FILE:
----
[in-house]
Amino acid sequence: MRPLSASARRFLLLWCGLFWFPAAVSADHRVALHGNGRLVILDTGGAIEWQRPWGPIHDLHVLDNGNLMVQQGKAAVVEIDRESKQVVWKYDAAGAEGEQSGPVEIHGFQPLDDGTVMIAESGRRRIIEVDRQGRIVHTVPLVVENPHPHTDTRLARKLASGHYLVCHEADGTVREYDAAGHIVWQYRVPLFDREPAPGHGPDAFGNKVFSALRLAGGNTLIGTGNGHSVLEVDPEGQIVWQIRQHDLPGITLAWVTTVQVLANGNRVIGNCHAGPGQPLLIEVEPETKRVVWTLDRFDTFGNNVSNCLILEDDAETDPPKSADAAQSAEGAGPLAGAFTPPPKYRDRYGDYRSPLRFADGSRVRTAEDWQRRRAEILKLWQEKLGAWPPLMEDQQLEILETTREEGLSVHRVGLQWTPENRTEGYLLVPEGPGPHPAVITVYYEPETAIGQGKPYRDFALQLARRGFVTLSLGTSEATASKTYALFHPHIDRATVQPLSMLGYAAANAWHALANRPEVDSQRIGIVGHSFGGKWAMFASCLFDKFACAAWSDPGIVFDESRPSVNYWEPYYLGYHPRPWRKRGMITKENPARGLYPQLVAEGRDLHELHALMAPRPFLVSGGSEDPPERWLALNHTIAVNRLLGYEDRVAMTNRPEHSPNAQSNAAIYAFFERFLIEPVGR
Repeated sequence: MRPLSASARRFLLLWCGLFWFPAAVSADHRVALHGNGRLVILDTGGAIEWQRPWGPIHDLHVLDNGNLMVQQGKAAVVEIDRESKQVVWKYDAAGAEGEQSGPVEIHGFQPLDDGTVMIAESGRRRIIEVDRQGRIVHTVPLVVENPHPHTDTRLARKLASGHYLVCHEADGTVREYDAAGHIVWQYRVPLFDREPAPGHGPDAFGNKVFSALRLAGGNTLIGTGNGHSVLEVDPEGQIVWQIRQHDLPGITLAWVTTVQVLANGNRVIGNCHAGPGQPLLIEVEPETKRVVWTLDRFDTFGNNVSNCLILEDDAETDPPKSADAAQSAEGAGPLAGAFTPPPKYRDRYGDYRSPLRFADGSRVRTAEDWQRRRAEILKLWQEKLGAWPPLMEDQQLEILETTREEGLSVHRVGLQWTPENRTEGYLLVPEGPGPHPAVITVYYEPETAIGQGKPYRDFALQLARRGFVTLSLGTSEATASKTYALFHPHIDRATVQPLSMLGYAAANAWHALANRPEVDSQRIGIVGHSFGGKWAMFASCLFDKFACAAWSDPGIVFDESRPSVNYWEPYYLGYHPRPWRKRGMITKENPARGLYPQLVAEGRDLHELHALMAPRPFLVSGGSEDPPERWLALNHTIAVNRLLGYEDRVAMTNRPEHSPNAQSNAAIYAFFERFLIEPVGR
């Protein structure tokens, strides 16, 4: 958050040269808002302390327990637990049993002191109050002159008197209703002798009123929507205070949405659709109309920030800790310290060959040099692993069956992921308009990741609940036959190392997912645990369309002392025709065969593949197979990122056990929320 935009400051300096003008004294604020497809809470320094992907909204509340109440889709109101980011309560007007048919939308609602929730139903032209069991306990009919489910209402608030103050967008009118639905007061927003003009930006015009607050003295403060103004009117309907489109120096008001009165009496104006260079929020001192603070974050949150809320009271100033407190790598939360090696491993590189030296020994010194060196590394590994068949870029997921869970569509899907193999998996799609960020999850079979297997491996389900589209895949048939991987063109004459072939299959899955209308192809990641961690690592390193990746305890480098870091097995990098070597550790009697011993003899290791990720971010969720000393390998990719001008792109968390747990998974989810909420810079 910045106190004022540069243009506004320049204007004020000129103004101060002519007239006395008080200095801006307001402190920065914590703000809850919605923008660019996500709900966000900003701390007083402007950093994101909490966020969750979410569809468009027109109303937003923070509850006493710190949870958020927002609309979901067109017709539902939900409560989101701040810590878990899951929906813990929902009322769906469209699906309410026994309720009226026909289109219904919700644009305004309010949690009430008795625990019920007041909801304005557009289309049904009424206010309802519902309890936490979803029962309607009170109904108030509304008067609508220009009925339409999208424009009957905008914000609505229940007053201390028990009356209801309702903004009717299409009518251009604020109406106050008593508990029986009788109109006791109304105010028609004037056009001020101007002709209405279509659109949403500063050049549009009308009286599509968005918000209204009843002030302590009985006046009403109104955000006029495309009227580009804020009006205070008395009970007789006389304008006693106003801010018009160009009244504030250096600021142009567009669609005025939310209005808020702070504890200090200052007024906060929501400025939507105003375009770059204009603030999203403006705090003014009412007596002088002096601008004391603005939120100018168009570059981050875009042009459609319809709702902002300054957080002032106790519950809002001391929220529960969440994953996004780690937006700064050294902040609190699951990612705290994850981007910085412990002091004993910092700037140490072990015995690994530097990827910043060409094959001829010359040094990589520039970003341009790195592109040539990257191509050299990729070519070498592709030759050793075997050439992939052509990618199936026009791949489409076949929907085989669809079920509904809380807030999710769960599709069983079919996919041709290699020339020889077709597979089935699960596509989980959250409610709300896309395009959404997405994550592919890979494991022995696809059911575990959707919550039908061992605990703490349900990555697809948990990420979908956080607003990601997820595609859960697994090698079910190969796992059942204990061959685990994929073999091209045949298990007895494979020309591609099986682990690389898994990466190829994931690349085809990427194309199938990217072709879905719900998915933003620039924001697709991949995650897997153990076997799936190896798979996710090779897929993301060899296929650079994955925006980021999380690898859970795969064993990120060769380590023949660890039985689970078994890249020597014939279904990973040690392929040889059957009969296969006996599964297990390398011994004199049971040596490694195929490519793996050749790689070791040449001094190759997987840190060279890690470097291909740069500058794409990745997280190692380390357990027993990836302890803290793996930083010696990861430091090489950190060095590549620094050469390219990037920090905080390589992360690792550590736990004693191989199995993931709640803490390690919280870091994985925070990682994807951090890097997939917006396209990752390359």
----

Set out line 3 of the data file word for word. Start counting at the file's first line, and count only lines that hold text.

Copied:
Repeated sequence: MRPLSASARRFLLLWCGLFWFPAAVSADHRVALHGNGRLVILDTGGAIEWQRPWGPIHDLHVLDNGNLMVQQGKAAVVEIDRESKQVVWKYDAAGAEGEQSGPVEIHGFQPLDDGTVMIAESGRRRIIEVDRQGRIVHTVPLVVENPHPHTDTRLARKLASGHYLVCHEADGTVREYDAAGHIVWQYRVPLFDREPAPGHGPDAFGNKVFSALRLAGGNTLIGTGNGHSVLEVDPEGQIVWQIRQHDLPGITLAWVTTVQVLANGNRVIGNCHAGPGQPLLIEVEPETKRVVWTLDRFDTFGNNVSNCLILEDDAETDPPKSADAAQSAEGAGPLAGAFTPPPKYRDRYGDYRSPLRFADGSRVRTAEDWQRRRAEILKLWQEKLGAWPPLMEDQQLEILETTREEGLSVHRVGLQWTPENRTEGYLLVPEGPGPHPAVITVYYEPETAIGQGKPYRDFALQLARRGFVTLSLGTSEATASKTYALFHPHIDRATVQPLSMLGYAAANAWHALANRPEVDSQRIGIVGHSFGGKWAMFASCLFDKFACAAWSDPGIVFDESRPSVNYWEPYYLGYHPRPWRKRGMITKENPARGLYPQLVAEGRDLHELHALMAPRPFLVSGGSEDPPERWLALNHTIAVNRLLGYEDRVAMTNRPEHSPNAQSNAAIYAFFERFLIEPVGR